REPUBLIC OF TURKEY MINISTRY OF CULTURE AND TOURISM

The Middle Roman Imperial Period (2nd - 3rd Century AD)

Sparkles From The Deep

The Middle Roman Imperial Period (2nd - 3rd Century AD)

Glass specimens in The Bodrum Museum of Underwater Archaeology from the Middle Roman Imperial Period are dated from the end of the 1st century to the beginning of the 3rd century AD. It is very difficult to date glassware which came to the museum by means other than excavation. Some types of glassware were greatly admired and used throughout the entire Roman period; some types were produced for only a short time. There are a few drinking cups from the Middle Roman Imperial period in The Museum of Bodrum. Bowls, with or without a base, were for daily use. A decorated jug on display in The Museum of Bodrum is one example of the luxury glass of that age.

There is only one miniature jar in the museum’s collection. These miniature jars were found in the excavations of Anavarza. It is accepted knowledge that these were left in graves with perfume inside (M.Stern, 1989, p.602, photo 11).

The Bodrum Museum has single specimens of globular and cylindrical-shaped bottles, used as dinnerware, and of square bottles, used as storage containers. Only the ones with collared rims and globular bodies were produced in the workshops around Karia. Another cylindrical body-shaped bottle was found in a tomb during the excavation of Kaunos. The smaller of these bottles were used for storing perfume; the bigger ones were used for medicine. Similar bottles were found in the tomb of a chemist in Syria (see. M.Stern, 1989, p.603-604). A cylindrical-shaped large bottle found in Marmaris, along with other items, are examples of the luxury goods of that age. A ribbed-bottle, found with the cylindrical bottle, was dated to the 1st century AD. It is quite natural that these glass specimens were found in different places. The handled, cylindrical-shaped bottle or jug was used in daily life, as dinnerware. Some of the glass of this kind is in the form of urns, which were used to store the ashes after cremation. These urns are seen mostly in central Europe (D.B. Harden, 1988, p.96-97, fig.38-39). This glass item is among the finest on display at The Museum of Bodrum.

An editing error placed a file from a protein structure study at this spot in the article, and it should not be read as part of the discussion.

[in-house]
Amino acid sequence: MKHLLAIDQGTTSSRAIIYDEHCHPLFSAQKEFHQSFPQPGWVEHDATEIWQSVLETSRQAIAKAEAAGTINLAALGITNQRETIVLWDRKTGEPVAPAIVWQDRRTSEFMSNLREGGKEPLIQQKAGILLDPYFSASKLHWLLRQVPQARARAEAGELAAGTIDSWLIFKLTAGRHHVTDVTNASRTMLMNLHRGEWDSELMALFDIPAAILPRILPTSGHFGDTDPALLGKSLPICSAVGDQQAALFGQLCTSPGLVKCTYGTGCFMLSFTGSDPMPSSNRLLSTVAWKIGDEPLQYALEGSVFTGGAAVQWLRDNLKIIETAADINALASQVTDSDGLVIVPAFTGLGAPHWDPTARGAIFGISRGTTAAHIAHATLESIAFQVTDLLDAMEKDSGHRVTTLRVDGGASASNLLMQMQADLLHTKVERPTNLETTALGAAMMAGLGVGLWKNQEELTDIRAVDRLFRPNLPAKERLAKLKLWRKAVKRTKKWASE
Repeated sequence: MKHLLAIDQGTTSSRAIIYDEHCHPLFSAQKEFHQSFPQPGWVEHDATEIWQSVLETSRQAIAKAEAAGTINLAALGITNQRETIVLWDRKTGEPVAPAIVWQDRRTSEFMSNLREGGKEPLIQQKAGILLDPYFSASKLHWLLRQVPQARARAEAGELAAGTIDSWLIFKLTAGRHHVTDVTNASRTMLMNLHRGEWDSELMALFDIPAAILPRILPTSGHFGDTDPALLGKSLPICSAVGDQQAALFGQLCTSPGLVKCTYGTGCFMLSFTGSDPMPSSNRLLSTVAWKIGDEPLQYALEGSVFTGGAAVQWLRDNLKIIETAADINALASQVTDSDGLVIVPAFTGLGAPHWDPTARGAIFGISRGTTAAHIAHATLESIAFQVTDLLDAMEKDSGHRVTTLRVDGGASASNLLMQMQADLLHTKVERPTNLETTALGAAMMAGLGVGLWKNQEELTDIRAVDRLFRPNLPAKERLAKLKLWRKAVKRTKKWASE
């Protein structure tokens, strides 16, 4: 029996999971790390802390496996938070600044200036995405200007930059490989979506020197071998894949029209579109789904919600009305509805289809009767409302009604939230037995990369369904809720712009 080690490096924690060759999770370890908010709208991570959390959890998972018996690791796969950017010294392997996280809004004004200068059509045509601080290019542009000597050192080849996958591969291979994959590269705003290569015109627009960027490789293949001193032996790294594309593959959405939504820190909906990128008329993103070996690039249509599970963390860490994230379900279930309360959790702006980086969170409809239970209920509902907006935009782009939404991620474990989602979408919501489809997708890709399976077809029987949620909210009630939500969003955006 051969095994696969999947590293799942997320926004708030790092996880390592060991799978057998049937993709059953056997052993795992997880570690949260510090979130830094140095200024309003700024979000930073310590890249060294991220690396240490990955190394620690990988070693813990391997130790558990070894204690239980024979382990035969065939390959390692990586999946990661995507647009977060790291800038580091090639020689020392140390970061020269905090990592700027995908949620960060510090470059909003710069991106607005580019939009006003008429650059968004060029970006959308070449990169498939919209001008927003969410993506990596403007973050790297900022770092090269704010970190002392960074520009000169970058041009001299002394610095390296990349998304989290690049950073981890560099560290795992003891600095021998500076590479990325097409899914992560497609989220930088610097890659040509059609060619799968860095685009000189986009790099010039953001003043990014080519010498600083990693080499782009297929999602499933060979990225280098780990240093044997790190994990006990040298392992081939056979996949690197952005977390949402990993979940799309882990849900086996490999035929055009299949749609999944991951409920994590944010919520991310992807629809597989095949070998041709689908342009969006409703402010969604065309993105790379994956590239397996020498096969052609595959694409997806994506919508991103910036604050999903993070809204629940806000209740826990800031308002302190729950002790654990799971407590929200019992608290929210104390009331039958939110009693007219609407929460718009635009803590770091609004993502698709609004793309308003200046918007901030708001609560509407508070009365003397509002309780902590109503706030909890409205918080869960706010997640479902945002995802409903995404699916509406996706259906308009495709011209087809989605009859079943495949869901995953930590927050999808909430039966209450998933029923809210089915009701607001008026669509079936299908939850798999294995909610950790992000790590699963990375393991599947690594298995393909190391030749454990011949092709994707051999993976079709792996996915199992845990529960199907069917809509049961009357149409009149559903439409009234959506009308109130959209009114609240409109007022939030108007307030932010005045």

There is only one square bottomed bottle in The Bodrum Museum of Underwater Archaeology. Square bottomed bottles were used for storage purposes. This square bottomed bottle in the museum is made using the half-mold blowing technique. There are four hop-nails around the relief grooves in the center of its base.

Perfume bottles make up the majority of the glass items from the Middle Roman Imperial Period in The Bodrum Museum of Underwater Archaeology. One example is the candlestick-shaped unguentariums, which are free-standing. More common types were cone-shaped, bell-shaped, triangular and flat-triangular-shaped perfume bottles. All were made by free-blowing and have a light blue-green colour. These were used as both daily-ware and funeral gifts, and were sold filled with perfume in ancient city markets or shops.

All of them were locally produced in a short amount of time and were relatively inexpensive.

The Bodrum Museum’s glass specimens from 2nd century AD were generally made for storage purposes or for daily use as dinnerware and produced in or near the region of Karia, for example in the Aegean region.